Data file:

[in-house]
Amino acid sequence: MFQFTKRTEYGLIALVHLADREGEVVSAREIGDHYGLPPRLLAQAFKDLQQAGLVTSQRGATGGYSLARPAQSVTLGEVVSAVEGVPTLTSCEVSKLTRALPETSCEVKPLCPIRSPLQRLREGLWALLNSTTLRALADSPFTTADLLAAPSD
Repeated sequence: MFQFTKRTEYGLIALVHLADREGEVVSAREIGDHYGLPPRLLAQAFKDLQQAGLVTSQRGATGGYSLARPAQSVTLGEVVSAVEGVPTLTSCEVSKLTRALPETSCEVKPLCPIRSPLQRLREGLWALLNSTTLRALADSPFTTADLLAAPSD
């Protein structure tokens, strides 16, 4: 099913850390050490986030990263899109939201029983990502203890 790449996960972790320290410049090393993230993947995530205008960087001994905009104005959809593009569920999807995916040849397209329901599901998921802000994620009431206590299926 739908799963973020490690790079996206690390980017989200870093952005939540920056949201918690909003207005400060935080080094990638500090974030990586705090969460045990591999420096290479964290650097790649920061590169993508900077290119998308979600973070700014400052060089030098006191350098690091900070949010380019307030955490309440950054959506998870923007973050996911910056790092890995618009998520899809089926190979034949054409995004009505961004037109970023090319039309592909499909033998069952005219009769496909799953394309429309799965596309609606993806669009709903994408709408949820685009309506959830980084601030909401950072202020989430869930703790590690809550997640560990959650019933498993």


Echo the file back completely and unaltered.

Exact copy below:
[in-house]
Amino acid sequence: MFQFTKRTEYGLIALVHLADREGEVVSAREIGDHYGLPPRLLAQAFKDLQQAGLVTSQRGATGGYSLARPAQSVTLGEVVSAVEGVPTLTSCEVSKLTRALPETSCEVKPLCPIRSPLQRLREGLWALLNSTTLRALADSPFTTADLLAAPSD
Repeated sequence: MFQFTKRTEYGLIALVHLADREGEVVSAREIGDHYGLPPRLLAQAFKDLQQAGLVTSQRGATGGYSLARPAQSVTLGEVVSAVEGVPTLTSCEVSKLTRALPETSCEVKPLCPIRSPLQRLREGLWALLNSTTLRALADSPFTTADLLAAPSD
């Protein structure tokens, strides 16, 4: 099913850390050490986030990263899109939201029983990502203890 790449996960972790320290410049090393993230993947995530205008960087001994905009104005959809593009569920999807995916040849397209329901599901998921802000994620009431206590299926 739908799963973020490690790079996206690390980017989200870093952005939540920056949201918690909003207005400060935080080094990638500090974030990586705090969460045990591999420096290479964290650097790649920061590169993508900077290119998308979600973070700014400052060089030098006191350098690091900070949010380019307030955490309440950054959506998870923007973050996911910056790092890995618009998520899809089926190979034949054409995004009505961004037109970023090319039309592909499909033998069952005219009769496909799953394309429309799965596309609606993806669009709903994408709408949820685009309506959830980084601030909401950072202020989430869930703790590690809550997640560990959650019933498993």